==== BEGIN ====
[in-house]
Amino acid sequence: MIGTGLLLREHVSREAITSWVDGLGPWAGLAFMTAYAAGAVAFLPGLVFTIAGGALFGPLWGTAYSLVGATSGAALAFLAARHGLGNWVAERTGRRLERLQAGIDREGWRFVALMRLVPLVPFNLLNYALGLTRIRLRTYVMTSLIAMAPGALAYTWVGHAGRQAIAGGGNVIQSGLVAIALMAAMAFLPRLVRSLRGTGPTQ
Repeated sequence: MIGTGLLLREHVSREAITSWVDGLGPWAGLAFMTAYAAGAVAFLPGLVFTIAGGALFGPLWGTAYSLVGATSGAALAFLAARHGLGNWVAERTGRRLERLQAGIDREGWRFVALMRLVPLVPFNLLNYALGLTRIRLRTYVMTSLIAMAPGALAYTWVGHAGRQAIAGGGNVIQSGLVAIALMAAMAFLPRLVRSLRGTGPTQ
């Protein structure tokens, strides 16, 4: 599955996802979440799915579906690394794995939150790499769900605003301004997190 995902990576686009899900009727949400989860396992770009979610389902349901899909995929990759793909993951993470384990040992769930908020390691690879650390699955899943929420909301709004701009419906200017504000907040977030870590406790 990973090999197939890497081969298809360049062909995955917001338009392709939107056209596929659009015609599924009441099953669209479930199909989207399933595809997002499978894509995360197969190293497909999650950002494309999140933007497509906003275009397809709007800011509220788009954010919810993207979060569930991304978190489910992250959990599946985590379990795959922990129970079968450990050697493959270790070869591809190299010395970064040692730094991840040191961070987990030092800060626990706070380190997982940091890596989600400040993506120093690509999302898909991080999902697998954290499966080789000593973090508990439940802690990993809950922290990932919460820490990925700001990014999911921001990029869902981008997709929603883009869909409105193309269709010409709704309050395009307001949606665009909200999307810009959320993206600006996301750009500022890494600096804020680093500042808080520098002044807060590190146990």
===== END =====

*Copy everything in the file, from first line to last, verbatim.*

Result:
[in-house]
Amino acid sequence: MIGTGLLLREHVSREAITSWVDGLGPWAGLAFMTAYAAGAVAFLPGLVFTIAGGALFGPLWGTAYSLVGATSGAALAFLAARHGLGNWVAERTGRRLERLQAGIDREGWRFVALMRLVPLVPFNLLNYALGLTRIRLRTYVMTSLIAMAPGALAYTWVGHAGRQAIAGGGNVIQSGLVAIALMAAMAFLPRLVRSLRGTGPTQ
Repeated sequence: MIGTGLLLREHVSREAITSWVDGLGPWAGLAFMTAYAAGAVAFLPGLVFTIAGGALFGPLWGTAYSLVGATSGAALAFLAARHGLGNWVAERTGRRLERLQAGIDREGWRFVALMRLVPLVPFNLLNYALGLTRIRLRTYVMTSLIAMAPGALAYTWVGHAGRQAIAGGGNVIQSGLVAIALMAAMAFLPRLVRSLRGTGPTQ
């Protein structure tokens, strides 16, 4: 599955996802979440799915579906690394794995939150790499769900605003301004997190 995902990576686009899900009727949400989860396992770009979610389902349901899909995929990759793909993951993470384990040992769930908020390691690879650390699955899943929420909301709004701009419906200017504000907040977030870590406790 990973090999197939890497081969298809360049062909995955917001338009392709939107056209596929659009015609599924009441099953669209479930199909989207399933595809997002499978894509995360197969190293497909999650950002494309999140933007497509906003275009397809709007800011509220788009954010919810993207979060569930991304978190489910992250959990599946985590379990795959922990129970079968450990050697493959270790070869591809190299010395970064040692730094991840040191961070987990030092800060626990706070380190997982940091890596989600400040993506120093690509999302898909991080999902697998954290499966080789000593973090508990439940802690990993809950922290990932919460820490990925700001990014999911921001990029869902981008997709929603883009869909409105193309269709010409709704309050395009307001949606665009909200999307810009959320993206600006996301750009500022890494600096804020680093500042808080520098002044807060590190146990």